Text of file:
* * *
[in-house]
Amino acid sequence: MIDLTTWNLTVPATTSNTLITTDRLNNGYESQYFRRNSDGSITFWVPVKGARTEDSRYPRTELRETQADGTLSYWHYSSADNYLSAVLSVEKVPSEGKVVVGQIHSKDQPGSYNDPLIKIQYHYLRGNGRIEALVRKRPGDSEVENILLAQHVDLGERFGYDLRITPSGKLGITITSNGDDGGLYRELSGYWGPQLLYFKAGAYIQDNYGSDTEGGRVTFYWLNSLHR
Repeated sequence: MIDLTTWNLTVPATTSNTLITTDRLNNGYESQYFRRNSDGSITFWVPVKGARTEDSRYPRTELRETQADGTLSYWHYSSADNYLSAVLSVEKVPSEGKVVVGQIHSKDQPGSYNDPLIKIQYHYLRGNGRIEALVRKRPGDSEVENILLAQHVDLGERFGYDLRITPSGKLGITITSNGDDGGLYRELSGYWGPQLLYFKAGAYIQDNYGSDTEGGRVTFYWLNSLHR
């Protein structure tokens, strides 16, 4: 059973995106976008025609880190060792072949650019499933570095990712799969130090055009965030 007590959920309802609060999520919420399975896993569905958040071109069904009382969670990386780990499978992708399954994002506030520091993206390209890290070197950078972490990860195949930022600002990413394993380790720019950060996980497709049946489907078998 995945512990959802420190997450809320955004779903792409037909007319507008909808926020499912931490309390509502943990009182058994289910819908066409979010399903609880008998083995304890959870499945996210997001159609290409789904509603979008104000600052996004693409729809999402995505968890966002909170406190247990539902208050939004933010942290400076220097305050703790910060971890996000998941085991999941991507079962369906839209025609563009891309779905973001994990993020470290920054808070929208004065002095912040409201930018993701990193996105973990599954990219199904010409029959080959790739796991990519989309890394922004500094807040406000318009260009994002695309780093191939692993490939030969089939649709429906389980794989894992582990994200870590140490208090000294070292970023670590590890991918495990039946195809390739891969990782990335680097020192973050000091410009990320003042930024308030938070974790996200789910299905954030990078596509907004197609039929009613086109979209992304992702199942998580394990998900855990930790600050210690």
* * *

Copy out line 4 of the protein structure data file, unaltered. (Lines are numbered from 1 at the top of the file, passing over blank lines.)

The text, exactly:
């Protein structure tokens, strides 16, 4: 059973995106976008025609880190060792072949650019499933570095990712799969130090055009965030 007590959920309802609060999520919420399975896993569905958040071109069904009382969670990386780990499978992708399954994002506030520091993206390209890290070197950078972490990860195949930022600002990413394993380790720019950060996980497709049946489907078998 995945512990959802420190997450809320955004779903792409037909007319507008909808926020499912931490309390509502943990009182058994289910819908066409979010399903609880008998083995304890959870499945996210997001159609290409789904509603979008104000600052996004693409729809999402995505968890966002909170406190247990539902208050939004933010942290400076220097305050703790910060971890996000998941085991999941991507079962369906839209025609563009891309779905973001994990993020470290920054808070929208004065002095912040409201930018993701990193996105973990599954990219199904010409029959080959790739796991990519989309890394922004500094807040406000318009260009994002695309780093191939692993490939030969089939649709429906389980794989894992582990994200870590140490208090000294070292970023670590590890991918495990039946195809390739891969990782990335680097020192973050000091410009990320003042930024308030938070974790996200789910299905954030990078596509907004197609039929009613086109979209992304992702199942998580394990998900855990930790600050210690």